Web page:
Wild Ginger

recipes for pleasure and nurishment

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Harvest Delight Baked Pears with Currants and Walnuts

After making pears for Baby H (cubing and cooking with cinnamon), I had two pears left over. I’m not a fan of eating a pear, especially if it has gone the slightest bit soft, and these had some brown spots. So, I decided that if I baked them, the spots wouldn’t matter. I was right.

A quick search for baked pears led me to this simple (and snarky) recipe from Blue Kitchen. I followed it but for cutting it in half. This was a perfect “afters” for the Butternut Squash and Kale lasagna. Some of us topped it with a bit of whipped cream.


4 firm, ripe pears (I used Bartlett because that is what I had, but I think the red pears would be beautiful for this dish. I also only had two pears!)
1/4 cup Sugar in the Raw
1/4 cup dark brown sugar

3/4 teaspoon cinnamon

1/4 cup dried currants
1/4 cup chopped walnuts
1/3 cup water [or more]

If you would like a bit of richness, slip a sliver of butter into each pear


Heat the oven to 350 degrees.

Core pears. My husband bought an apple corer, and I never appreciated until this task. It was easy to remove the stem that runs the length of the pear. Ah, convenience. Place into a glass dish, and if they won’t stand up, cut the bottom flat.

Mix dry ingredients and use a funnel or piece of paper to fill the pears. Mix the water into the remainder of the dry ingredients, and pour this into the dish. Bake for 30 minutes, and try to spoon the syrupy nuts and currants into and over the pears at least twice. Drizzle the syrup on a pretty dish, place the pear on the dish, and pour a bit more syrup over the top. Enjoy!


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Acorn Squash with Apple and Quinoa Stuffing

Again, we are swimming in squash. From our last farm share, I picked out a cute little acorn squash. Why are diminutive foods so much more enticing? Perhaps I had this picked out as a side dish. For a full meal, you might use a regular size acorn squash.

These were a perfect complement to crockpot rotisserie chicken. I tweaked a recipe from All Recipes. The house smelled very good, like harvest time.


  • 1 acorn squash, halved 
  • 2/3 cup quinoa
  • 1 1/3 cups water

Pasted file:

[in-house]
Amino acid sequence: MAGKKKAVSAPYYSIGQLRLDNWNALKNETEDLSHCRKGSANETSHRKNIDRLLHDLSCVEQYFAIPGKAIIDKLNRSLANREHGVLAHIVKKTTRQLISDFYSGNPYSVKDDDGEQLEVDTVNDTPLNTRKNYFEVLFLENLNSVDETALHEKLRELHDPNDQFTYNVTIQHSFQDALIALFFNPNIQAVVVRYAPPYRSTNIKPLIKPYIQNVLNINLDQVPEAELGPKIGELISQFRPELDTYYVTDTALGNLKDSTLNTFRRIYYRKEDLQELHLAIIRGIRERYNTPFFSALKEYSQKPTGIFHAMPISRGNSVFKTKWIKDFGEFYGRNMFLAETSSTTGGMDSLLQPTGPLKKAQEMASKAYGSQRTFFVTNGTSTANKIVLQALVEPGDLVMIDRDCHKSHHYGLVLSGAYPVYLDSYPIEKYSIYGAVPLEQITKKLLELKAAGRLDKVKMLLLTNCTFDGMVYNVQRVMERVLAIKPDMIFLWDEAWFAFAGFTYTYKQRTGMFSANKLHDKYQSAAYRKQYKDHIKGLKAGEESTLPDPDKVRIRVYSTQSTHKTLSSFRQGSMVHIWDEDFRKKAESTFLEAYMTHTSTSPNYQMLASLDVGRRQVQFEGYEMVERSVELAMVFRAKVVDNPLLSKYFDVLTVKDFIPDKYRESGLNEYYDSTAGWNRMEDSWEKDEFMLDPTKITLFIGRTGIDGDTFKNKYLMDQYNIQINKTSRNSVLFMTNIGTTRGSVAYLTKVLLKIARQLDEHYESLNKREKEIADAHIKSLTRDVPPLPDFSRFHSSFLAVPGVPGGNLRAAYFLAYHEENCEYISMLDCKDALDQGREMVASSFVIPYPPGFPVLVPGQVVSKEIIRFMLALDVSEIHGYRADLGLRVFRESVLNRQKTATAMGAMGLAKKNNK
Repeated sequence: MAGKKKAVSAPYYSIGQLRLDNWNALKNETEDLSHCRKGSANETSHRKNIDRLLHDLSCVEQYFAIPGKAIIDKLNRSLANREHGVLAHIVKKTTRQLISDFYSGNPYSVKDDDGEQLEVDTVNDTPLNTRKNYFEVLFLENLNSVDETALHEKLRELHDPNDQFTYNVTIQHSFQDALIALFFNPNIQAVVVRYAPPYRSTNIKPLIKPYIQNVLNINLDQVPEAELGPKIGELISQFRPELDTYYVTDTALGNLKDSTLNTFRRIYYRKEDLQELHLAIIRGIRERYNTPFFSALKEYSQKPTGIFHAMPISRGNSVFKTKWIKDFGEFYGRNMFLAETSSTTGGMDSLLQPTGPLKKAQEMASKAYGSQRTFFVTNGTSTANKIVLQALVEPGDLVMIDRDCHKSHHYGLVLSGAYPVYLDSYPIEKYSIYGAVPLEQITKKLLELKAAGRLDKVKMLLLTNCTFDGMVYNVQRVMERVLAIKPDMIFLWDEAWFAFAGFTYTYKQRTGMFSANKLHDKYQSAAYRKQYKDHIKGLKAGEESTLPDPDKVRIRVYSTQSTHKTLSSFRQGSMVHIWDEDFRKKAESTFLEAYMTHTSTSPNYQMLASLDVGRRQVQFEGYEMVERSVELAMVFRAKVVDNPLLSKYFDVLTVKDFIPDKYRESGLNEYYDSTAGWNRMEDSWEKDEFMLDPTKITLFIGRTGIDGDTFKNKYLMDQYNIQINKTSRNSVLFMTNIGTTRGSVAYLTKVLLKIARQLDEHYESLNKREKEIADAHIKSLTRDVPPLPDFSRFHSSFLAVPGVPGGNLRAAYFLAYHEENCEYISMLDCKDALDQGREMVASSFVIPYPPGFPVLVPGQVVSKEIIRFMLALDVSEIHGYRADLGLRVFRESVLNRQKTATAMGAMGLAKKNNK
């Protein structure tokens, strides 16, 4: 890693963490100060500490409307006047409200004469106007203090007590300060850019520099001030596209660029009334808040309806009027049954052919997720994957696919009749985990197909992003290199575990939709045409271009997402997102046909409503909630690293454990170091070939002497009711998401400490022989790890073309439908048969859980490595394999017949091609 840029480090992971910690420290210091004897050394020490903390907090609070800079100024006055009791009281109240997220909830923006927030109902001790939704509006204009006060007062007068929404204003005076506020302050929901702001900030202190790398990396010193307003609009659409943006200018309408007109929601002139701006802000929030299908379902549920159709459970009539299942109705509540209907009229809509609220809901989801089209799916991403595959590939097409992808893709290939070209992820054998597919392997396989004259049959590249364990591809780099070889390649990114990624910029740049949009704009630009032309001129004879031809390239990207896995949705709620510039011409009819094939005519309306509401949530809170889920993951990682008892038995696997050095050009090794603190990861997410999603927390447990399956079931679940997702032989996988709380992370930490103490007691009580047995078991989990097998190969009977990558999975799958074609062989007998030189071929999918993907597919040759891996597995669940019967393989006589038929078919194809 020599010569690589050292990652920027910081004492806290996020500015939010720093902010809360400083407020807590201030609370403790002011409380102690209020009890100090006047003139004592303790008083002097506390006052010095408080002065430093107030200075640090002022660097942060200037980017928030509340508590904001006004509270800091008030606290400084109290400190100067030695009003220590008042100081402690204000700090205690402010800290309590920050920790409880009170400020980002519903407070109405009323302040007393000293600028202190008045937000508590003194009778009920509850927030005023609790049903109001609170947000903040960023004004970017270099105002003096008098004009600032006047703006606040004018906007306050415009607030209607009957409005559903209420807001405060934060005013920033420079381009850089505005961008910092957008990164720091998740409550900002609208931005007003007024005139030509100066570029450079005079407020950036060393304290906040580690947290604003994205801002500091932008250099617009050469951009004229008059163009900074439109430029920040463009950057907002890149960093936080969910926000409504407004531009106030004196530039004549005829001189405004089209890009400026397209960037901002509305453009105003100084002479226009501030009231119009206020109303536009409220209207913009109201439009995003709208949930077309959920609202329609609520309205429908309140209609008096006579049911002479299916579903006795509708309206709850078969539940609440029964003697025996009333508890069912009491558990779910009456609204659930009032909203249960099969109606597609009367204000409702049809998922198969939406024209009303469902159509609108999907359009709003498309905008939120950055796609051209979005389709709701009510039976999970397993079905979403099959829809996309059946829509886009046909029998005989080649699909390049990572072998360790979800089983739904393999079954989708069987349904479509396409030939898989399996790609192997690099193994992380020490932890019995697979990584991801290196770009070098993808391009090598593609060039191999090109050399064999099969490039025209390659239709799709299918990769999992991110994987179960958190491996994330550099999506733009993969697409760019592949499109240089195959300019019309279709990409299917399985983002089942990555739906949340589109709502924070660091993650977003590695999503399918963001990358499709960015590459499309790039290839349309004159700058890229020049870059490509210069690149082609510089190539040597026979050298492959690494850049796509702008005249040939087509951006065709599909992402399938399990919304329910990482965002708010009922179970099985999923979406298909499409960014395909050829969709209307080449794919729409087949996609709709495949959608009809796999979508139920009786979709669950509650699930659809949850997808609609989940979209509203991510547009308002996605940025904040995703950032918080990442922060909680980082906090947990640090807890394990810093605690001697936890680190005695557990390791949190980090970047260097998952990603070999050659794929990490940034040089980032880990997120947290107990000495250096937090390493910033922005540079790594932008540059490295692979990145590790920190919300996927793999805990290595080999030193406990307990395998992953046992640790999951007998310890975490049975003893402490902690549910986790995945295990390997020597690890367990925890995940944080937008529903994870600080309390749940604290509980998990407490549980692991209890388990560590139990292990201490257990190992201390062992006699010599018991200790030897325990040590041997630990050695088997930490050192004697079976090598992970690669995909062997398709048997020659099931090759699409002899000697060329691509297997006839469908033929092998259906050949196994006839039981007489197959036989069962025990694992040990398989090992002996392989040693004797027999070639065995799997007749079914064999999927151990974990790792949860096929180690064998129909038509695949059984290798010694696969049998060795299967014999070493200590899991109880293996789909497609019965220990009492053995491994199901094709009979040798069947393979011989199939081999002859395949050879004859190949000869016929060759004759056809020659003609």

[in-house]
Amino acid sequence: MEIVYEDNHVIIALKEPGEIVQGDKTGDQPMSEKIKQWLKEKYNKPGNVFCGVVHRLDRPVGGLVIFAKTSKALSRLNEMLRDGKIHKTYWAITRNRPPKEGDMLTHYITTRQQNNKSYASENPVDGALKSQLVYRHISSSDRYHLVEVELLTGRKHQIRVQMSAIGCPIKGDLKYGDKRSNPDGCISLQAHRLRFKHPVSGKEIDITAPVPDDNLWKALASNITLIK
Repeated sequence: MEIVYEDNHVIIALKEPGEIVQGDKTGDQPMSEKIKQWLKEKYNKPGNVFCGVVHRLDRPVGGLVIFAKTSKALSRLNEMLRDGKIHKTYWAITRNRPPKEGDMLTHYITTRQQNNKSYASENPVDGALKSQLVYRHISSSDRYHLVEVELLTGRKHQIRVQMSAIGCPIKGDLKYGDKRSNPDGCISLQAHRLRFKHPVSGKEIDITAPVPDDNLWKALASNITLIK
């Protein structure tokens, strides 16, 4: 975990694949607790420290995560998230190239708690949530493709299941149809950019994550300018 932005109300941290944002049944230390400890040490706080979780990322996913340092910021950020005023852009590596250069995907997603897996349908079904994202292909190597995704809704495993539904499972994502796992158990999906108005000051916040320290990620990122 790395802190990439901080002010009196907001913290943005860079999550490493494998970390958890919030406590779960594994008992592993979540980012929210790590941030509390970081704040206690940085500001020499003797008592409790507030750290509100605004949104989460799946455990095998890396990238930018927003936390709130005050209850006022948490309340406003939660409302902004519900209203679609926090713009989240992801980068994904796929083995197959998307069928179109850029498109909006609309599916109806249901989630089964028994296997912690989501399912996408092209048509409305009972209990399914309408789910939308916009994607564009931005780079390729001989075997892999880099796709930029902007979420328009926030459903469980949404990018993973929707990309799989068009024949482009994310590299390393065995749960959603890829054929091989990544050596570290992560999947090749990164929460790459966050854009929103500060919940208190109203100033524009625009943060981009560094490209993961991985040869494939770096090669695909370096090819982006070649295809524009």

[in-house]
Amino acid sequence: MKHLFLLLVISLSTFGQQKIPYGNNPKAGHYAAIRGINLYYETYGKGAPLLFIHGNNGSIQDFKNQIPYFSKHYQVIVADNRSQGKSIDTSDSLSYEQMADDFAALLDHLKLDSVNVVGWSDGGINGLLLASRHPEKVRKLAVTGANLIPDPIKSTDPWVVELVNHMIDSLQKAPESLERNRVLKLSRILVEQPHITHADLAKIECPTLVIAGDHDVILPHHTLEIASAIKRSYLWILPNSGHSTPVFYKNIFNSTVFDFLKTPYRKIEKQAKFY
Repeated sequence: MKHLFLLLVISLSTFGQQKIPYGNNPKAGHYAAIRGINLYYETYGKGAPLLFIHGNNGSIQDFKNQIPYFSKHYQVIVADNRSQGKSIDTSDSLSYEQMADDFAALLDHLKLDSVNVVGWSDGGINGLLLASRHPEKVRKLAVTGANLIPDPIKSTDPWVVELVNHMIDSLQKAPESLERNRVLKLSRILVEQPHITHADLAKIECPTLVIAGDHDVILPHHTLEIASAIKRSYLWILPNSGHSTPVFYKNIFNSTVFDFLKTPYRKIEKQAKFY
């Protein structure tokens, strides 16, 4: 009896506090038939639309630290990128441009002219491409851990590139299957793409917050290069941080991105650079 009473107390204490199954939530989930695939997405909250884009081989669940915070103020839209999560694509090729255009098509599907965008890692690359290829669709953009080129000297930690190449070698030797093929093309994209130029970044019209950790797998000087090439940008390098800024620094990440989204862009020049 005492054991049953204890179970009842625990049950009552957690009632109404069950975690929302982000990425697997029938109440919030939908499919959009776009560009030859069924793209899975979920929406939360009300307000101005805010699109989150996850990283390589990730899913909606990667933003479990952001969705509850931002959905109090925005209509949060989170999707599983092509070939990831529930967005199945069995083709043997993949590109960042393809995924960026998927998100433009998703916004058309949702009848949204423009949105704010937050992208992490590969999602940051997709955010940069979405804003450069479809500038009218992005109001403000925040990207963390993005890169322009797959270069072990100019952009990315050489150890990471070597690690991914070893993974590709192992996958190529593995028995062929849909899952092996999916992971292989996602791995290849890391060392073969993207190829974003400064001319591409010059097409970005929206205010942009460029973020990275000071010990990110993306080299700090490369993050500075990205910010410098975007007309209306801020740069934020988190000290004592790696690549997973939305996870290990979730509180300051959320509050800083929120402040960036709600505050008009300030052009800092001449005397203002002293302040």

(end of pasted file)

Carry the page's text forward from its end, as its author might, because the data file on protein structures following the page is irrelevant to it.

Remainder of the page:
• 1 1/2 teaspoons butter
  • salt and pepper to taste
  • 1 tablespoon extra-virgin olive oil
  • 1 leek, cut into quarters and sliced
  • 1/2 red bell pepper, chopped
  • 2 stalks celery, chopped
  • 1 Granny Smith apple, diced (peel left on)
  • 3 cloves garlic, minced
  • 2 tablespoons fresh ginger, minced
  • 1 tablespoon apple cider vinegar (if you are not a fan of vinegar, you could skip this or else substitute apple juice or broth)
  • 1 teaspoon ground cinnamon
  • 1/8 teaspoon ground nutmeg
  • 1/2 cup shredded Romano cheese


Heat oven to 425 degrees. Bake squash until tender. I used a small squash, so it took very little time. You may leave the seeds in until it is cooked and it is easier to remove all of the thready stuff.

Cook quinoa to the product’s specification. For most quinoa in the U.S., there is no need to rinse to rid it of bitterness. Stir in the butter and salt and pepper. I used red quinoa, which was a lovely color combination with orange squash.

In a heavy pan, heat the olive oil and cook the onion, pepper and celery until the onion turns translucent. Add the diced apple, and cook until everything is almost tender. Be careful not to overcook, as it can be mushy. Next, add the garlic and ginger, the vinegar, cinnamon, and nutmeg. I also added fenugreek, since I am nursing and trying to keep up my milk supply. Mix in the cooked quinoa and heat through until the liquid cooks off and the spices get into everything.

Scoop out about an inch of baked acorn squash, chop if necessary, and mix that into the quinoa. Fill the squash halves with quinoa, slightly mounding it. You can top this with the cheese, or you might try nuts or dried cranberries. Pop them under the broiler long enough to melt the cheese and warm up the squash. Enjoy!